Marriage equality ruling boosted LGBT emotional well-being
A study has determined that the 2015 marriage equality ruling of the US Supreme Court in Obergefell v. Hodges had a positive impact on the happiness and life satisfaction of LGBT people.
The study was conducted by the Williams Institute at UCLA School of Law using data from the Gallup Daily Tracking Well-Being Index Survey.
Profound effect of marriage equality ruling
In their study, researchers reported that that LGBT adults were “less likely to be happy and less likely to rate their life satisfaction higher-than-average” as compared to non-LGBT adults before the 2015 decision.
But after the high court came out with their ruling extending marriage equality nationwide, these disparities disappeared immediately.
Likewise, researchers discovered that this increase in life satisfaction was even higher among LGBT people living in states that didn’t allow same-sex weddings before the high court decision.
“The ruling alleviated one aspect of structural stigma from LGBT people’s lives,” said lead author Andrew R. Flores, Visiting Scholar at the Williams Institute.
“And we see statistically insignificant differences following the ruling between LGBT and non-LGBT people in measures of their well-being,” Flores pointed out.
LGBT well-being before and after the SC ruling
The study comes on the fifth anniversary of the Supreme Court ruling that all same-sex couples are guaranteed the right to marry.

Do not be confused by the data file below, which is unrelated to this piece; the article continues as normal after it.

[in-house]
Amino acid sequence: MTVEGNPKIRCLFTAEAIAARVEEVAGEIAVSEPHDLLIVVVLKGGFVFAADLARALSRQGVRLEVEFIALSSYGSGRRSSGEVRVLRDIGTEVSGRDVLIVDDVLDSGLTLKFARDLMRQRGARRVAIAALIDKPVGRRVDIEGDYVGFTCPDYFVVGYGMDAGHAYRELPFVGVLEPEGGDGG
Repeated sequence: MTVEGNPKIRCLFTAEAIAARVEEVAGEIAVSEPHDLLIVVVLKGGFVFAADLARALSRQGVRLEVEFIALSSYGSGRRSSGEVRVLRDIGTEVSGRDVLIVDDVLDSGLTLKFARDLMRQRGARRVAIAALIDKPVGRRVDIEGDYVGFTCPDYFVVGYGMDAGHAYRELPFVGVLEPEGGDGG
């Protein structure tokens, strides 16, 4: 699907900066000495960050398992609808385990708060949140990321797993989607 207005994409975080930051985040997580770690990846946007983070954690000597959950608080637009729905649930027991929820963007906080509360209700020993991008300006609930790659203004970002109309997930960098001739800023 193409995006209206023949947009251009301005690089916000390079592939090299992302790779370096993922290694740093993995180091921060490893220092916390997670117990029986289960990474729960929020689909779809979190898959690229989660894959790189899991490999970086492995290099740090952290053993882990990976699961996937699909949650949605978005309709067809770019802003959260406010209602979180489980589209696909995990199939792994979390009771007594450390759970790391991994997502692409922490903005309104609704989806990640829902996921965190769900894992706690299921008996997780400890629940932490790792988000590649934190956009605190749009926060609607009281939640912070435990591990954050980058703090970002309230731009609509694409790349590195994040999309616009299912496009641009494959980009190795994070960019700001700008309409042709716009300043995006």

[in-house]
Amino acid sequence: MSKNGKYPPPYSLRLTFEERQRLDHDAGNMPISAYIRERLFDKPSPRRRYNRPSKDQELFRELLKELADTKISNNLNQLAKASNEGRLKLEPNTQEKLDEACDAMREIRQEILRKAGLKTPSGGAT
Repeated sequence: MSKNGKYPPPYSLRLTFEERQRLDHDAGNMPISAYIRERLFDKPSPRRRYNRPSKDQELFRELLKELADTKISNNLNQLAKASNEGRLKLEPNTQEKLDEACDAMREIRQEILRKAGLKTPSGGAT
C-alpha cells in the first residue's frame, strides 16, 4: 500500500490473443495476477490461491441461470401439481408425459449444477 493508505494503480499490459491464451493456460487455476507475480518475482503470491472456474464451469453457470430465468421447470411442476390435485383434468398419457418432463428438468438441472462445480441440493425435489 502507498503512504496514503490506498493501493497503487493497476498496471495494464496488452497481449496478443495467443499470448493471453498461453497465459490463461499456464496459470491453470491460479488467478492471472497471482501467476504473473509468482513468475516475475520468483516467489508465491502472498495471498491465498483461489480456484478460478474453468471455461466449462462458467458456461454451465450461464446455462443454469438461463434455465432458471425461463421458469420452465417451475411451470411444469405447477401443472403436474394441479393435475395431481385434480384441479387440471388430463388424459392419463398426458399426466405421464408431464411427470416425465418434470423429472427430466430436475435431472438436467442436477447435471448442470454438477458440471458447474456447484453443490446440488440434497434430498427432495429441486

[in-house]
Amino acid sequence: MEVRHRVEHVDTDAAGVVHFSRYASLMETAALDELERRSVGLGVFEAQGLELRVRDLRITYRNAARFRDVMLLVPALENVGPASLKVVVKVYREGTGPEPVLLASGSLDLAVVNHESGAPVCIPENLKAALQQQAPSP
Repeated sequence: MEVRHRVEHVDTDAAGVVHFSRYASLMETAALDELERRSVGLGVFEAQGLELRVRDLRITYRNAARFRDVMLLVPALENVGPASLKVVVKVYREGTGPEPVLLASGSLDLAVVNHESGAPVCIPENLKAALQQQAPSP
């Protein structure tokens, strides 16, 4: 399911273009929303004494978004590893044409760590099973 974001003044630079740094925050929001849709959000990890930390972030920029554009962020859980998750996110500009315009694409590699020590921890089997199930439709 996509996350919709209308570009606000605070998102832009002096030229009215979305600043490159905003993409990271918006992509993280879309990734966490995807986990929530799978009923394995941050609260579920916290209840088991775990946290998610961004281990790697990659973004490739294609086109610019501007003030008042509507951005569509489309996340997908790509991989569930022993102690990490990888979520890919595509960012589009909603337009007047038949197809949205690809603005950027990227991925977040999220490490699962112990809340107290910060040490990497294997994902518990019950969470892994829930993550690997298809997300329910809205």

Breaking down the numbers of the study, fewer LGBT adults reported feeling happy as compared to non-LGBT adults before the Obergefell decision, or 84 percent versus 89 percent respectively.
Likewise, fewer LGBT adults rated their life satisfaction higher-than-average compared to their non-LGBT counterparts, or 58 percent versus 68 percent respectively.
After the Obergefell decision, more LGBT adults reported feeling happy with 87 percent. More also reported higher-than-average levels of life satisfaction with 62 percent.
However, there were no significant changes in well-being among non-LGBT adults. Researchers pointed out that this destroys the homophobic myth that marriage equality would damage society or harm non-LGBT adults.
More data needed about post-Obergefell decision
However, researchers were unable to determine outcomes among LGBT people based on race and ethnicity, sex, and other personal characteristics.
This was due to the small number of LGBT survey respondents in the survey and because the data didn’t have more fine-grained measures of sexual orientation and gender identity.
As a result, the results may not totally describe the differences in well-being for LGBT people of color, women, transgender people, and others who’ve experienced stigma and discrimination.
Earlier, the Williams Institute released the findings of a study that determined that marriage equality actually boosted the US economy by around US$3.8 billion.